In an opinion piece published in Le Monde in response to an article by Elisabeth Roudinesco, which appeared on 9thof February 2019, psychoanalysts and academics Sophie Marret-Maleval and Aurélie Pfauwadel argue that the “so-called decline” of psychoanalysis is a “diagnostic error”.
If you are a young psychoanalyst or undergoing training in psychoanalysis, reading Elisabeth Roudinesco’s article“Psychoanalysts have contributed to their own decline“, which appeared in Le Mondeon 9 February 2019, must produce in you a strange effect! Faced with the alleged observation of the agony of the Freudian discipline, how can we fail to oppose to it the extraordinary state of vitality that we know psychoanalysis to be in? Every year, psychoanalytic congresses bring together 2,500 to 3,000 people at the Palais des Congrèsin Paris. What human science taught in the University could boast of bringing together so many delegates?
Yes, the psychoanalysis of today is not that of yesterday and, indeed, it does not occupy the same place on the chessboard of practices and knowledge as it did in the years 1960-1970. Its paths of renewal are numerous. While Mme.Roudinesco rushes to sound the death knell, we would like to present some of these exciting new paths being opened up by Lacanian psychoanalysis.
It is above all as a practice of listening to the subjectivity that cannot be compared to any other, that psychoanalysis continues to attract suffering subjects. Even if sometimes these subjects have no particular predisposition for psychoanalysis, and sometimes even arrive with prejudices against it, they have no doubts about it once they experience the difference in the way their own singular suffering and the speech that expresses it is received. This is how many people today discover or rediscover psychoanalysis, beyond popular misconceptions.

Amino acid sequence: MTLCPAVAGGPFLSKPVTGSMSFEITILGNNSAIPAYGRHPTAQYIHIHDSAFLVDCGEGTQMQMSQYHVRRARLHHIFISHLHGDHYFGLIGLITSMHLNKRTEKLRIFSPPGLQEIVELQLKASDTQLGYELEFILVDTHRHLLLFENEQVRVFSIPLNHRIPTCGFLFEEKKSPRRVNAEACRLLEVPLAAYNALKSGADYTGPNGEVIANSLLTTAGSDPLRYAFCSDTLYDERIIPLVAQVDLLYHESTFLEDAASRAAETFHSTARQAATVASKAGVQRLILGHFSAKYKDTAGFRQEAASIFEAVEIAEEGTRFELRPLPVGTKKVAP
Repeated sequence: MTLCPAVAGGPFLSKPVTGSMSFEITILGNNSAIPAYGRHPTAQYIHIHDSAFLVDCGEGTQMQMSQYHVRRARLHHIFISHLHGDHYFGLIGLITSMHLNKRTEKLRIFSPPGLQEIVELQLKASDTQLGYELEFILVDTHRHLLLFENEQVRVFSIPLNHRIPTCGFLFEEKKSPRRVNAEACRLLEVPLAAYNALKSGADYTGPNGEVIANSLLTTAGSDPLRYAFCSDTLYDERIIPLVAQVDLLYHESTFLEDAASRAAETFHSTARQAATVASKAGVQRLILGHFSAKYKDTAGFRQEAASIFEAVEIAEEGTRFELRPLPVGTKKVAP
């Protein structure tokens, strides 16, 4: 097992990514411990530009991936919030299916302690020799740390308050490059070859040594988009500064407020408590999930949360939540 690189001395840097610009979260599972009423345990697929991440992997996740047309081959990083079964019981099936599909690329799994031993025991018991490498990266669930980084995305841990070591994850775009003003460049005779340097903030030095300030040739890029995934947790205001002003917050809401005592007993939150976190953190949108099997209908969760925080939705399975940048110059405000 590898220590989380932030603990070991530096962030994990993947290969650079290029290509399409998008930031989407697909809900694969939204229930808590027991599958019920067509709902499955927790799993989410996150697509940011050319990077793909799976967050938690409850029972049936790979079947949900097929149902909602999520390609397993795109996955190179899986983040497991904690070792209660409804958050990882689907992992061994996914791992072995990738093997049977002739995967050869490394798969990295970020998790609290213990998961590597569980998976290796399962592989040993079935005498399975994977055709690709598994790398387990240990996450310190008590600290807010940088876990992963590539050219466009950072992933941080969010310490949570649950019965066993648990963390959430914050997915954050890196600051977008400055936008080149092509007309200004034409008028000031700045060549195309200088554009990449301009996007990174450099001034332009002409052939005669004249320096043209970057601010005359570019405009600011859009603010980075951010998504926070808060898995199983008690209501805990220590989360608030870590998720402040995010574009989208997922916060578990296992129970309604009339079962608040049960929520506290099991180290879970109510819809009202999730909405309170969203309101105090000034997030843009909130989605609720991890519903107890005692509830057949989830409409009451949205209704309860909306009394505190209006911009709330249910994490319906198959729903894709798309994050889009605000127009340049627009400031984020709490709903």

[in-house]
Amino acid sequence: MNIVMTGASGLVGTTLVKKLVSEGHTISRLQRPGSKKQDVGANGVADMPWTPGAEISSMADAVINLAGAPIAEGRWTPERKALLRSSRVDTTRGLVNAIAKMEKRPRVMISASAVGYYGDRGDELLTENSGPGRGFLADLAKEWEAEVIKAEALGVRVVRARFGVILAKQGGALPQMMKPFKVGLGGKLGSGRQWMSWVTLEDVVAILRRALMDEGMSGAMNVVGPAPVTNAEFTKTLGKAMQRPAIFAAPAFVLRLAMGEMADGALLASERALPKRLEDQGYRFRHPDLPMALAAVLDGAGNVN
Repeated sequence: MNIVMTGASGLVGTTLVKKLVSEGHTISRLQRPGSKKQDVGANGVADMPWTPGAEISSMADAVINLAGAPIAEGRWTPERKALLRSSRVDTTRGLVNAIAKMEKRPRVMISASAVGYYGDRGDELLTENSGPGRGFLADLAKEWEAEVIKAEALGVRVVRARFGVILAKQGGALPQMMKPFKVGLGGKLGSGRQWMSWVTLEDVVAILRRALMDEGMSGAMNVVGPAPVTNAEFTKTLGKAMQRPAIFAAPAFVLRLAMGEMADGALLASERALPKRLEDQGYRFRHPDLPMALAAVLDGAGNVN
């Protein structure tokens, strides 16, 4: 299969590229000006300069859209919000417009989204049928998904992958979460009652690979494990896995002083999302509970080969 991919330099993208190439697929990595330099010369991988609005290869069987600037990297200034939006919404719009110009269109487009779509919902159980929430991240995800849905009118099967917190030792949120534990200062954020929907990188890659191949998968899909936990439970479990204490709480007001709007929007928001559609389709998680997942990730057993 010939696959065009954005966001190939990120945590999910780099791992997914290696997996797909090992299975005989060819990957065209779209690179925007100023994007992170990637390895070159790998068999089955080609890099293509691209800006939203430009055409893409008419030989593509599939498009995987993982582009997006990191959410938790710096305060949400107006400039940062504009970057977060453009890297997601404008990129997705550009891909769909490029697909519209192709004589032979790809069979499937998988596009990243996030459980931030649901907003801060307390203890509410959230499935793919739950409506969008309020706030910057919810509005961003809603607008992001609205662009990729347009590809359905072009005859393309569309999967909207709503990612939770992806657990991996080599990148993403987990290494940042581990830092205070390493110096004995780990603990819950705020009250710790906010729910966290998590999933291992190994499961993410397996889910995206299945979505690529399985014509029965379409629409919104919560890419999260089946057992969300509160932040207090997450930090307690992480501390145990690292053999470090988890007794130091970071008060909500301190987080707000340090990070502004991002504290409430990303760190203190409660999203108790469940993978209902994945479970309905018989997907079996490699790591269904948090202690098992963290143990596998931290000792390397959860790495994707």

A knowledge that is alive
Moreover, to present as an objective fact the assertion that “clients are scarce: psychoanalysis attracts fewer and fewer patients,” legitimately leads one to ask what kind of data this statement relies on. Likewise, this presumed decline in the appeal of psychoanalytic treatment is set against “the appeal of its history”, as taught at the university, “as if Freudian culture had become a museum piece at the expense of its clinical practice.”
Yet, it is rather psychoanalysis as a living knowledge that students come in search of at University, whether at Montpellier or Rennes II, or more particularly at the Department of Psychoanalysis at the University Paris-VIII – which Mme.Roudinesco does not even mention, though she claims to make an exhaustive survey of the state of French psychoanalysis.
Students come from all over the world to do a masters or PhD and study classical or contemporary psychoanalytic theory. And if they are interested in the history of the psychoanalytic movement, it is not as a dusty archive knowledge, nor as the forgotten folklore of a sunken Atlantis, but rather as the sedimented knowledge of a tradition that interrogates and critiques itself.
Psychoanalysis has entered the resistance